U.S. Rep. Paul Ryan's record runs much deeper than his signature budget and Medicare ideas that delight conservatives and alarm many Democrats.
The Wisconsin lawmaker who is Mitt Romney's vice presidential running mate is against abortion rights. The outdoorsman has a top rating from gun-rights groups. And he supported sending troops to the wars.
But, in conflict with fellow Republicans, Ryan's also opposed attempts to weaken wage laws that labor unions closely guard. And he backed the auto industry and bank bailouts that the party's right flank now opposes, votes that put him cross-ways with Romney.
Ryan's 14 years in Congress leave a trail of votes for Democrats to dissect, a process that began as Romney announced the pairing Saturday.
Romney and Ryan are pitching themselves as "America's Comeback Team," Republican turnaround artists willing to take on tough decisions.
President Barack Obama and his allies said adding the conservative Wisconsin congressman to the GOP ticket creates a sharp choice for voters on the future of the nation's tax system and safety-net programs, such as Medicare and Social Security.
Romney's selection of Ryan as his vice presidential running mate this weekend jolted the presidential contest and set the contours for the fall campaign.
Romney touts himself as a proponent of a friendlier business climate seeking to revitalize the economy and rein in federal spending.
Obama casts himself as a defender of middle-class families and federal spending on health care, retirement pensions and education.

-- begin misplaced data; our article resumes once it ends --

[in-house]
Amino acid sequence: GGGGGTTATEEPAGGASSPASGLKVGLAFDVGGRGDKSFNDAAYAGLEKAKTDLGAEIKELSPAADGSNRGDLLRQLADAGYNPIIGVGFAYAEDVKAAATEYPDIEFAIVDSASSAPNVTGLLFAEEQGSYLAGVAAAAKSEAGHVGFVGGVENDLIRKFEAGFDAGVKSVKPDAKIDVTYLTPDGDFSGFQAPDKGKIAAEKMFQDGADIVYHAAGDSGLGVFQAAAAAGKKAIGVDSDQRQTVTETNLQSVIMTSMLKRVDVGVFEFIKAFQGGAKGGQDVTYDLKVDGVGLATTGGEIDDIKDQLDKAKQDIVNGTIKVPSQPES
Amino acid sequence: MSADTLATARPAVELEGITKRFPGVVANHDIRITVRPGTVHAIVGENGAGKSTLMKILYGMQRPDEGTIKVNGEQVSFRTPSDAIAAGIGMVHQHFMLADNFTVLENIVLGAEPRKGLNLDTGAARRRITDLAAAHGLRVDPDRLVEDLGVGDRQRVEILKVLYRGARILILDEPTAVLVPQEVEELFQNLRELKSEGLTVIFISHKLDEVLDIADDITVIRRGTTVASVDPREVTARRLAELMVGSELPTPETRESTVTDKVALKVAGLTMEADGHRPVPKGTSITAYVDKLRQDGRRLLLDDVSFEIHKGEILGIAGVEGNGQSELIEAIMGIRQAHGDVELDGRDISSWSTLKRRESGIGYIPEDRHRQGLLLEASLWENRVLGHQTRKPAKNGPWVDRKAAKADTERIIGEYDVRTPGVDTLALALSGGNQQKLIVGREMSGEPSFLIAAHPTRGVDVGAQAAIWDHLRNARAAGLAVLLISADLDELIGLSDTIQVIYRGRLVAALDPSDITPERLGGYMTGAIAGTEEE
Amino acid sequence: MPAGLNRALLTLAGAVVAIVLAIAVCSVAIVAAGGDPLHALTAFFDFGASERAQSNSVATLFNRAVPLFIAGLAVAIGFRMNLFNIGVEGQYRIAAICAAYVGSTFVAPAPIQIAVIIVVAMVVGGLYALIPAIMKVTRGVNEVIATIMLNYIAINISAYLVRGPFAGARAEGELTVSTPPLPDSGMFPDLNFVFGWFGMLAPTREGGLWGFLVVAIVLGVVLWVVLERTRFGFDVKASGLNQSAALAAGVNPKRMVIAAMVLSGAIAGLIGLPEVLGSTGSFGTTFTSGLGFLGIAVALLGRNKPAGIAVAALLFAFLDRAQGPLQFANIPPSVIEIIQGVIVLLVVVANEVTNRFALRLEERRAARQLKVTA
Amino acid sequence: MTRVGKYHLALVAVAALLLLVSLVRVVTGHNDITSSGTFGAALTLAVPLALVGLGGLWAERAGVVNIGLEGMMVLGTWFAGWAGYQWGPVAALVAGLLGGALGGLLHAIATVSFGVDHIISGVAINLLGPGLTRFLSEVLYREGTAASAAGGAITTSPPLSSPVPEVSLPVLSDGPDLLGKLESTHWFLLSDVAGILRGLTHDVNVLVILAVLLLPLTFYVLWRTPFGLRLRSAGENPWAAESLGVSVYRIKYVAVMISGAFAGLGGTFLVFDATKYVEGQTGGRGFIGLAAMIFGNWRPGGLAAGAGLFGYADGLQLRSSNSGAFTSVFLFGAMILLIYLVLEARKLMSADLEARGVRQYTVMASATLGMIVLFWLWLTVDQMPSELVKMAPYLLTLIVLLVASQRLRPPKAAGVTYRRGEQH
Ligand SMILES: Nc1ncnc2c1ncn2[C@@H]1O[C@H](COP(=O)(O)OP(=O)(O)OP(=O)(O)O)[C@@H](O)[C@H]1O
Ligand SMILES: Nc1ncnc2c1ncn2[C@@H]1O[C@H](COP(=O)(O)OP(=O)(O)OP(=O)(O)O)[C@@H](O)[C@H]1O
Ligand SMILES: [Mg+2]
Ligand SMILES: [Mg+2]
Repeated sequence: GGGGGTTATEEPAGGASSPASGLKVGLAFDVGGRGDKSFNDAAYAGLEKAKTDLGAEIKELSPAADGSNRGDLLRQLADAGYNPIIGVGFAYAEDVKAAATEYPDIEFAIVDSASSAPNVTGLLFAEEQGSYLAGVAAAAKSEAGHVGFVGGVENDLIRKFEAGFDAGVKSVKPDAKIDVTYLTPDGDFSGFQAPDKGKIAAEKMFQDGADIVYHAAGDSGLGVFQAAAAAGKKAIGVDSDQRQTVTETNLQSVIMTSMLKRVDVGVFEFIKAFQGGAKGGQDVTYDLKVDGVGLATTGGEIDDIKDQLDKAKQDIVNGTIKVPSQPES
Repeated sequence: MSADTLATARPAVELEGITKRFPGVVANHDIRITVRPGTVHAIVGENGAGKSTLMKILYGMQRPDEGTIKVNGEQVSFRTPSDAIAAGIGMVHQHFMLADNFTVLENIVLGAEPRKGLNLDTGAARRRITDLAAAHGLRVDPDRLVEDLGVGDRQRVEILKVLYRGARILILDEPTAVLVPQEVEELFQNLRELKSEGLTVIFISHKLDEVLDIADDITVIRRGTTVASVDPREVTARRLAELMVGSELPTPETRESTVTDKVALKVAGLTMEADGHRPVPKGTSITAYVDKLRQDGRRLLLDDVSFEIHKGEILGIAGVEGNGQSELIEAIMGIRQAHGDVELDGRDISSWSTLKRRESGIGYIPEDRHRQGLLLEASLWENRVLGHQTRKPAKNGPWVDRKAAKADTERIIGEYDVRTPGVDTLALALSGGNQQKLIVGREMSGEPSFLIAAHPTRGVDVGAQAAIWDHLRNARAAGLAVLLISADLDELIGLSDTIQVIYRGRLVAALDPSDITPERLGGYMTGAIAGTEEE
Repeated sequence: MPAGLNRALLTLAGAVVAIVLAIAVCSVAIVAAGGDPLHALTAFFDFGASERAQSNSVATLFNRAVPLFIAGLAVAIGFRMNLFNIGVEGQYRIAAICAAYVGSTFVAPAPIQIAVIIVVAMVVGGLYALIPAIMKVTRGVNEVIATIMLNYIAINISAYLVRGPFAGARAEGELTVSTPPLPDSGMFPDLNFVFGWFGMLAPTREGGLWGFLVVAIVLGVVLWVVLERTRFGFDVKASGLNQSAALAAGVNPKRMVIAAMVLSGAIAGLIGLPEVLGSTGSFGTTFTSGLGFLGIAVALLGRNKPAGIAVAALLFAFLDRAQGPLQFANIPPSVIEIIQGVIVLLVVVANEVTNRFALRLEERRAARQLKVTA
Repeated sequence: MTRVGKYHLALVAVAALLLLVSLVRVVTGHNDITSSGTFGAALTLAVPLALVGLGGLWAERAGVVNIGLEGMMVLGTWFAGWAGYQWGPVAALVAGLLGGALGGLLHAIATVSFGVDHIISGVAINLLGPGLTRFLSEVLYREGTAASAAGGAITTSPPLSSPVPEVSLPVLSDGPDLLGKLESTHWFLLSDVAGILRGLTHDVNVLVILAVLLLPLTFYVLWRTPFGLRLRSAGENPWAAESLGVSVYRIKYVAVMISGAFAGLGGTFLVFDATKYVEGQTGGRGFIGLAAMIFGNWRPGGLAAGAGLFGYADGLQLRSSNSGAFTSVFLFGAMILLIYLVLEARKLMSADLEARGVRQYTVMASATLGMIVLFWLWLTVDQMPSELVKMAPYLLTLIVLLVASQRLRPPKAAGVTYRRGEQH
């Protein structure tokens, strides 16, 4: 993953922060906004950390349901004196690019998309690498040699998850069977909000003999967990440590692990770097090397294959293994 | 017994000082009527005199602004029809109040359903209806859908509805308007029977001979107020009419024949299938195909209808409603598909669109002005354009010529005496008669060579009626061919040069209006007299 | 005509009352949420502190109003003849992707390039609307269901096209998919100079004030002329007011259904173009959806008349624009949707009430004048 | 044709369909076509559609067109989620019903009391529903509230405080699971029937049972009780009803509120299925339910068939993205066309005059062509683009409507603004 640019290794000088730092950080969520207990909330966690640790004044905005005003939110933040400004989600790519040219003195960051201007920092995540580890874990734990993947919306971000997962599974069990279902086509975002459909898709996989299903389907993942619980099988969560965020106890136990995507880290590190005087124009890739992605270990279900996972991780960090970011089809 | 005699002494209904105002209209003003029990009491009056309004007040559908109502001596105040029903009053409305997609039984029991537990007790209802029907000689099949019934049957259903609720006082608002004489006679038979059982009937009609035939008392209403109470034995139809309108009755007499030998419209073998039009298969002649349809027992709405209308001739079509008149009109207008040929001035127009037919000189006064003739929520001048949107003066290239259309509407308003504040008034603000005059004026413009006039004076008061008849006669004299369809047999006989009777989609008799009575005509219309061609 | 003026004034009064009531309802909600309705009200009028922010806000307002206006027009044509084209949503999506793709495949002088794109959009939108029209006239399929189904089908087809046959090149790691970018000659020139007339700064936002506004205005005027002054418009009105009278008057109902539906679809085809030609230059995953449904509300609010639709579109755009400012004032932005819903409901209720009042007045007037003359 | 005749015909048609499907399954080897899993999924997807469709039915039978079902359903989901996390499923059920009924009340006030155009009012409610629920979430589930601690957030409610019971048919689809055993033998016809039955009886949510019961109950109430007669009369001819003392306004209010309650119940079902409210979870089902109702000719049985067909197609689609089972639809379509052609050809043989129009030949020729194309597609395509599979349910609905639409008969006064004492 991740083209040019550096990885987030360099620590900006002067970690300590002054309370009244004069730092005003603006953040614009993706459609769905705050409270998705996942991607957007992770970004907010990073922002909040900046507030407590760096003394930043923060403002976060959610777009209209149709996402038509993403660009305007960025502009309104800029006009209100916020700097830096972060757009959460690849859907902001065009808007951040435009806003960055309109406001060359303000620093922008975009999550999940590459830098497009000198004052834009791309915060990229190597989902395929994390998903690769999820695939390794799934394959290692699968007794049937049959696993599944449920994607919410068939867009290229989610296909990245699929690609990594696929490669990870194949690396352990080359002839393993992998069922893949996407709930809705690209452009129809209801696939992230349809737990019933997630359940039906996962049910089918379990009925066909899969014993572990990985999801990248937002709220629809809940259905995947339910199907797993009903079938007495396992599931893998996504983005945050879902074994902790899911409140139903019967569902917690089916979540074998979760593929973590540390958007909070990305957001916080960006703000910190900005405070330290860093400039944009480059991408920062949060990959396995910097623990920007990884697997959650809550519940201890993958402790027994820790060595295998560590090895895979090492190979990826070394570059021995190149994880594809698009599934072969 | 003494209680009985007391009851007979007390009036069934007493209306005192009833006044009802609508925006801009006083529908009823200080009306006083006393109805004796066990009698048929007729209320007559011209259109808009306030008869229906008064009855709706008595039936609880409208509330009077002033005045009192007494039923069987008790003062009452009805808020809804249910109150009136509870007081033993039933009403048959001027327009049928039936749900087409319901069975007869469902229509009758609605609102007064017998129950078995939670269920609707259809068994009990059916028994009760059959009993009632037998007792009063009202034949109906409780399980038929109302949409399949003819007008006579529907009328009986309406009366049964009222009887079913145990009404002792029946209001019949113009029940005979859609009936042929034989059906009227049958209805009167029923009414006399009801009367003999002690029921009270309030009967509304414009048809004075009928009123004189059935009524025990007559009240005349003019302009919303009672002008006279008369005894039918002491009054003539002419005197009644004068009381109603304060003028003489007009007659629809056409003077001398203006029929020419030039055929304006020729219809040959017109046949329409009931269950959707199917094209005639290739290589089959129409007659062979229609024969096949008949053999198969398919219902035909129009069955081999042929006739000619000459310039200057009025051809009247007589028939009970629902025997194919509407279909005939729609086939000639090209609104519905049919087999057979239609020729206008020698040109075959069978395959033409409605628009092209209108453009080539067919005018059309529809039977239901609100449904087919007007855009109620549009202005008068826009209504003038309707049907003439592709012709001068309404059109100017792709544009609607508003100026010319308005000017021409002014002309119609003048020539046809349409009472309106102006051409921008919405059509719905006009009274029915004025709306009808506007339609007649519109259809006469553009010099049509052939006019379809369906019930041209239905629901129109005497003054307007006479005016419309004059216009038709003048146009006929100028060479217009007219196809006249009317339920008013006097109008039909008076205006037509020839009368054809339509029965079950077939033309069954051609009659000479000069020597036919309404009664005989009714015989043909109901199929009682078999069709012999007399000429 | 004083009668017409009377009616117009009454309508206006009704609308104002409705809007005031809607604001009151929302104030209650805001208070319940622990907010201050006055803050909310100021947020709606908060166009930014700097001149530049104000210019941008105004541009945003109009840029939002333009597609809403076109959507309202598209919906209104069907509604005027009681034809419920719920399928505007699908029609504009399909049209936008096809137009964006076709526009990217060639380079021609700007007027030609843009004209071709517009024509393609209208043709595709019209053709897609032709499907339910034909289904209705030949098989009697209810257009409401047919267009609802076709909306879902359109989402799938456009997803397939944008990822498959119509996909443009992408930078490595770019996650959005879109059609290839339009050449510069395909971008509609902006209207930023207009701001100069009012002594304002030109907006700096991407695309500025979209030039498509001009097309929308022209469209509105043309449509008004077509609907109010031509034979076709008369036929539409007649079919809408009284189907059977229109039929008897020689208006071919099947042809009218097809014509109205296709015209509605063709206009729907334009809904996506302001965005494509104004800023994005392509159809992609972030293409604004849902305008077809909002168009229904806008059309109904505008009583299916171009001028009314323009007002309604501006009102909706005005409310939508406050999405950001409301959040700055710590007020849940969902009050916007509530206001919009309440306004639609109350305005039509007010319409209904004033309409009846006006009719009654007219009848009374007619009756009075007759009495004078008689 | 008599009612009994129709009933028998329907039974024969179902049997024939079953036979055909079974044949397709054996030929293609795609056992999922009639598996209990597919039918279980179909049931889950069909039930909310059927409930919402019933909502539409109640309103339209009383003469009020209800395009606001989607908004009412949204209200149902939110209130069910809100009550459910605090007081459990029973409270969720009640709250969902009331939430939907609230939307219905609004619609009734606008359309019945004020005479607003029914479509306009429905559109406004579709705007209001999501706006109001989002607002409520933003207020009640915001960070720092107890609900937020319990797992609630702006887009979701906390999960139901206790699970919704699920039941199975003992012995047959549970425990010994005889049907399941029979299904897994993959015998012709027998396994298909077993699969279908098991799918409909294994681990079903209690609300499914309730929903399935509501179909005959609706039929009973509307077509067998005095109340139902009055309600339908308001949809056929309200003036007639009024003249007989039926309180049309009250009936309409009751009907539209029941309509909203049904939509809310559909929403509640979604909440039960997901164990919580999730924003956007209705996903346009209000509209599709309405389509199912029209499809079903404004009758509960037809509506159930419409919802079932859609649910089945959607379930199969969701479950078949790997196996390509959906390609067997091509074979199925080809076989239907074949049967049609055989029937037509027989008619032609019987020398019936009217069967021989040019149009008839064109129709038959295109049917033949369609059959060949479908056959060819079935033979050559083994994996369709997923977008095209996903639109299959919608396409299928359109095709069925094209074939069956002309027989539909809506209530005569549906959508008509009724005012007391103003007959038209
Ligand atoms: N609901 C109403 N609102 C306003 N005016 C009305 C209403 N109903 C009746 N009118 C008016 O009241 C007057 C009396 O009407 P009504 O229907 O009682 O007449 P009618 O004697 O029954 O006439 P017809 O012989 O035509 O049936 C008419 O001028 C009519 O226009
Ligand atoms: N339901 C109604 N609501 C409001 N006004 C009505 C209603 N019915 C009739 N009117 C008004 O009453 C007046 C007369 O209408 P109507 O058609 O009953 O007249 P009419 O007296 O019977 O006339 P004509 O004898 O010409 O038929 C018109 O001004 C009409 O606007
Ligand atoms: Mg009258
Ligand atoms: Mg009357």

Romney is clearly pleased with his choice of Paul Ryan as a running mate, and it shows. The usually buttoned-up Romney is gleeful on the campaign trail. He's giving a thumbs-up often. He's passing around high fives and clapping Ryan on the back.
It's a far different sight than from the more muted days of the early primary campaign. Ryan's selection has injected a huge dose of energy both into the candidate and into the Republican Party's conservative base.
The man who picked Sarah Palin as his Republican running mate four years ago said Ryan is another bold choice.
John McCain said Sunday that the goal in selecting a running mate is to help the nominee win and pick someone who would make a good vice president.
McCain said he's "still proud of my running mate" -- the former Alaska governor whose run for vice president helped boost his campaign initially, but has received mixed reviews even from some Republicans since then. The Arizona senator said Romney's selection of Ryan was "a bold choice as well." He praised Ryan's "intimate knowledge of the budget."
Meanwhile, President Barack Obama is calling Romney's running mate the "ideological leader" of Republicans in Congress.
Obama said that ideology has led to gridlock, dysfunction and a top-down approach to growing the economy.
Addressing young supporters at a Chicago fundraiser, Obama called Wisconsin Rep. Paul Ryan a decent, family man and welcomed him to the presidential race.
But Obama said he fundamentally disagrees with Ryan's vision for the country. He said Ryan and his allies in Congress mistakenly believe that fewer regulations and tax breaks for the wealthy will help create jobs.
Romney announced Saturday he had chosen Ryan as his vice presidential candidate. Democrats pounced, arguing that Ryan's budget-cutting agenda will harm seniors, students and the middle class.